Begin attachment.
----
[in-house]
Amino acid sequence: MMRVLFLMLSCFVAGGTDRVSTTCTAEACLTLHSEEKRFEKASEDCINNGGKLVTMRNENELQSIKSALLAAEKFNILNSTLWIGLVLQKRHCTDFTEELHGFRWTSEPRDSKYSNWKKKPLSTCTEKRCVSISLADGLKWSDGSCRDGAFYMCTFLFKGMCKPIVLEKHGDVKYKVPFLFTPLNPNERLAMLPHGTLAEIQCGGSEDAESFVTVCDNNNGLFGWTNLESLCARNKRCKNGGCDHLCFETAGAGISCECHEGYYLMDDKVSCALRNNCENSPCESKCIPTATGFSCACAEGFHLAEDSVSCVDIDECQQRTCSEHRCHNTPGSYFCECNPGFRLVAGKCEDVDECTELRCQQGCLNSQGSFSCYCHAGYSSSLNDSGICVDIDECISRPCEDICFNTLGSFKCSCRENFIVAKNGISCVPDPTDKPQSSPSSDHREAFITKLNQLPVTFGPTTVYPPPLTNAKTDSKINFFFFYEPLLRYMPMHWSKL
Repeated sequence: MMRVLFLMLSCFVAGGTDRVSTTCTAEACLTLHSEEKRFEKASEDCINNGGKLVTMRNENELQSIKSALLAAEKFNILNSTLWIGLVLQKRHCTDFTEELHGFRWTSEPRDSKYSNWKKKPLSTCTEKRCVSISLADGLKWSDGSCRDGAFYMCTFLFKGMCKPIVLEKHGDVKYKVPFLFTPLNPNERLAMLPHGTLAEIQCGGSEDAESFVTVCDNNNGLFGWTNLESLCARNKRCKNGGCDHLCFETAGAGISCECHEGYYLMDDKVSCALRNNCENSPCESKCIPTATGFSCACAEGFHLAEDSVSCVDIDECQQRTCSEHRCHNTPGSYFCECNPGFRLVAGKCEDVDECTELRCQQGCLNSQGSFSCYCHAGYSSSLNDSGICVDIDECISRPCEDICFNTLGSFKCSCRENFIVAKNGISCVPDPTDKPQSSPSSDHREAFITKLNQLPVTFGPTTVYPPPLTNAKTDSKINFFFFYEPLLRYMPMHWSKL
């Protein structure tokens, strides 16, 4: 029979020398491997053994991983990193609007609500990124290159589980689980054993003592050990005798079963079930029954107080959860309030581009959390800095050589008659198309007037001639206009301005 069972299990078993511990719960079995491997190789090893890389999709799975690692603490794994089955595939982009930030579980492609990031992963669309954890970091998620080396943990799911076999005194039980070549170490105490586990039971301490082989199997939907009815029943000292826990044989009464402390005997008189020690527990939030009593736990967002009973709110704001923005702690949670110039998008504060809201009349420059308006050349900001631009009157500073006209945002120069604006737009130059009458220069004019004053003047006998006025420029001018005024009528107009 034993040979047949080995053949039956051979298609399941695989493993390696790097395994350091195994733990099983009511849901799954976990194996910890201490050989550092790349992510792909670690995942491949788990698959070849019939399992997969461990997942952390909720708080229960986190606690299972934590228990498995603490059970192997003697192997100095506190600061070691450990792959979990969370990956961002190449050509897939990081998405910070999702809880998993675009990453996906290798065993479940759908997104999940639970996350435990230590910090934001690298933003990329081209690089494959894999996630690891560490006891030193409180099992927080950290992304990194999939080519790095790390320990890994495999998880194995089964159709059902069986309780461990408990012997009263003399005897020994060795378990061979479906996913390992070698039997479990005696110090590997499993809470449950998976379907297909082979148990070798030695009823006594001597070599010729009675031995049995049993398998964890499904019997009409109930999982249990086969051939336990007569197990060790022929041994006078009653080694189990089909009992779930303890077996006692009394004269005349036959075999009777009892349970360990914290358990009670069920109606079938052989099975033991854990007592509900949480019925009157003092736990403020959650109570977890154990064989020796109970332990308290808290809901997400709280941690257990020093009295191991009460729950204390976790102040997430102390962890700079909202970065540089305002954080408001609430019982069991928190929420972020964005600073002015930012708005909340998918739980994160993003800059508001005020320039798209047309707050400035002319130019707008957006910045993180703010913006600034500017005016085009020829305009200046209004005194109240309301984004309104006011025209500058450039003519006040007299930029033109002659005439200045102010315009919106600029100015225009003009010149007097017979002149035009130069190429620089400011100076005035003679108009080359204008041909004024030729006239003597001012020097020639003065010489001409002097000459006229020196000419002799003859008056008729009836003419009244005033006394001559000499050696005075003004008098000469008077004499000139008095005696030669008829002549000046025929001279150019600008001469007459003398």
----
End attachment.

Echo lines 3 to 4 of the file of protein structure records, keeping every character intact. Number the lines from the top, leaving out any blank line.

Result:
Repeated sequence: MMRVLFLMLSCFVAGGTDRVSTTCTAEACLTLHSEEKRFEKASEDCINNGGKLVTMRNENELQSIKSALLAAEKFNILNSTLWIGLVLQKRHCTDFTEELHGFRWTSEPRDSKYSNWKKKPLSTCTEKRCVSISLADGLKWSDGSCRDGAFYMCTFLFKGMCKPIVLEKHGDVKYKVPFLFTPLNPNERLAMLPHGTLAEIQCGGSEDAESFVTVCDNNNGLFGWTNLESLCARNKRCKNGGCDHLCFETAGAGISCECHEGYYLMDDKVSCALRNNCENSPCESKCIPTATGFSCACAEGFHLAEDSVSCVDIDECQQRTCSEHRCHNTPGSYFCECNPGFRLVAGKCEDVDECTELRCQQGCLNSQGSFSCYCHAGYSSSLNDSGICVDIDECISRPCEDICFNTLGSFKCSCRENFIVAKNGISCVPDPTDKPQSSPSSDHREAFITKLNQLPVTFGPTTVYPPPLTNAKTDSKINFFFFYEPLLRYMPMHWSKL
């Protein structure tokens, strides 16, 4: 029979020398491997053994991983990193609007609500990124290159589980689980054993003592050990005798079963079930029954107080959860309030581009959390800095050589008659198309007037001639206009301005 069972299990078993511990719960079995491997190789090893890389999709799975690692603490794994089955595939982009930030579980492609990031992963669309954890970091998620080396943990799911076999005194039980070549170490105490586990039971301490082989199997939907009815029943000292826990044989009464402390005997008189020690527990939030009593736990967002009973709110704001923005702690949670110039998008504060809201009349420059308006050349900001631009009157500073006209945002120069604006737009130059009458220069004019004053003047006998006025420029001018005024009528107009 034993040979047949080995053949039956051979298609399941695989493993390696790097395994350091195994733990099983009511849901799954976990194996910890201490050989550092790349992510792909670690995942491949788990698959070849019939399992997969461990997942952390909720708080229960986190606690299972934590228990498995603490059970192997003697192997100095506190600061070691450990792959979990969370990956961002190449050509897939990081998405910070999702809880998993675009990453996906290798065993479940759908997104999940639970996350435990230590910090934001690298933003990329081209690089494959894999996630690891560490006891030193409180099992927080950290992304990194999939080519790095790390320990890994495999998880194995089964159709059902069986309780461990408990012997009263003399005897020994060795378990061979479906996913390992070698039997479990005696110090590997499993809470449950998976379907297909082979148990070798030695009823006594001597070599010729009675031995049995049993398998964890499904019997009409109930999982249990086969051939336990007569197990060790022929041994006078009653080694189990089909009992779930303890077996006692009394004269005349036959075999009777009892349970360990914290358990009670069920109606079938052989099975033991854990007592509900949480019925009157003092736990403020959650109570977890154990064989020796109970332990308290808290809901997400709280941690257990020093009295191991009460729950204390976790102040997430102390962890700079909202970065540089305002954080408001609430019982069991928190929420972020964005600073002015930012708005909340998918739980994160993003800059508001005020320039798209047309707050400035002319130019707008957006910045993180703010913006600034500017005016085009020829305009200046209004005194109240309301984004309104006011025209500058450039003519006040007299930029033109002659005439200045102010315009919106600029100015225009003009010149007097017979002149035009130069190429620089400011100076005035003679108009080359204008041909004024030729006239003597001012020097020639003065010489001409002097000459006229020196000419002799003859008056008729009836003419009244005033006394001559000499050696005075003004008098000469008077004499000139008095005696030669008829002549000046025929001279150019600008001469007459003398």